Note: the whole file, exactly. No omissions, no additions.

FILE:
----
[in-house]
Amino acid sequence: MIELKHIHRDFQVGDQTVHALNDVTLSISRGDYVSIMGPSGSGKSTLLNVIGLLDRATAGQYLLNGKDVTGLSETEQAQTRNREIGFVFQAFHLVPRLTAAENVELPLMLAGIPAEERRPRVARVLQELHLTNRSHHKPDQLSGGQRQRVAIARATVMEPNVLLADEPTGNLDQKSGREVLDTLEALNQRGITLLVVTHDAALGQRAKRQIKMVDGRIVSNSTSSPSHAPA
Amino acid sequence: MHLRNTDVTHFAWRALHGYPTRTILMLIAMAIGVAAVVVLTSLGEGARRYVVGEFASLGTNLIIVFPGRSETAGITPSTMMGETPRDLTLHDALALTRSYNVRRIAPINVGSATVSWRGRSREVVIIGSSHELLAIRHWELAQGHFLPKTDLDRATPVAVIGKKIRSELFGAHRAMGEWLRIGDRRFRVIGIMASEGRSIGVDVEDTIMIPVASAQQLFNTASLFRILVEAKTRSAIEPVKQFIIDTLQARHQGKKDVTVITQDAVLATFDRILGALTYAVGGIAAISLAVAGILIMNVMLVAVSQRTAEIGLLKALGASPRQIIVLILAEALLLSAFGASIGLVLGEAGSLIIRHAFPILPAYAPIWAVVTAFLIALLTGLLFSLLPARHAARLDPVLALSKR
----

[in-house]
Amino acid sequence: MIELKHIHRDFQVGDQTVHALNDVTLSISRGDYVSIMGPSGSGKSTLLNVIGLLDRATAGQYLLNGKDVTGLSETEQAQTRNREIGFVFQAFHLVPRLTAAENVELPLMLAGIPAEERRPRVARVLQELHLTNRSHHKPDQLSGGQRQRVAIARATVMEPNVLLADEPTGNLDQKSGREVLDTLEALNQRGITLLVVTHDAALGQRAKRQIKMVDGRIVSNSTSSPSHAPA
Amino acid sequence: MHLRNTDVTHFAWRALHGYPTRTILMLIAMAIGVAAVVVLTSLGEGARRYVVGEFASLGTNLIIVFPGRSETAGITPSTMMGETPRDLTLHDALALTRSYNVRRIAPINVGSATVSWRGRSREVVIIGSSHELLAIRHWELAQGHFLPKTDLDRATPVAVIGKKIRSELFGAHRAMGEWLRIGDRRFRVIGIMASEGRSIGVDVEDTIMIPVASAQQLFNTASLFRILVEAKTRSAIEPVKQFIIDTLQARHQGKKDVTVITQDAVLATFDRILGALTYAVGGIAAISLAVAGILIMNVMLVAVSQRTAEIGLLKALGASPRQIIVLILAEALLLSAFGASIGLVLGEAGSLIIRHAFPILPAYAPIWAVVTAFLIALLTGLLFSLLPARHAARLDPVLALSKR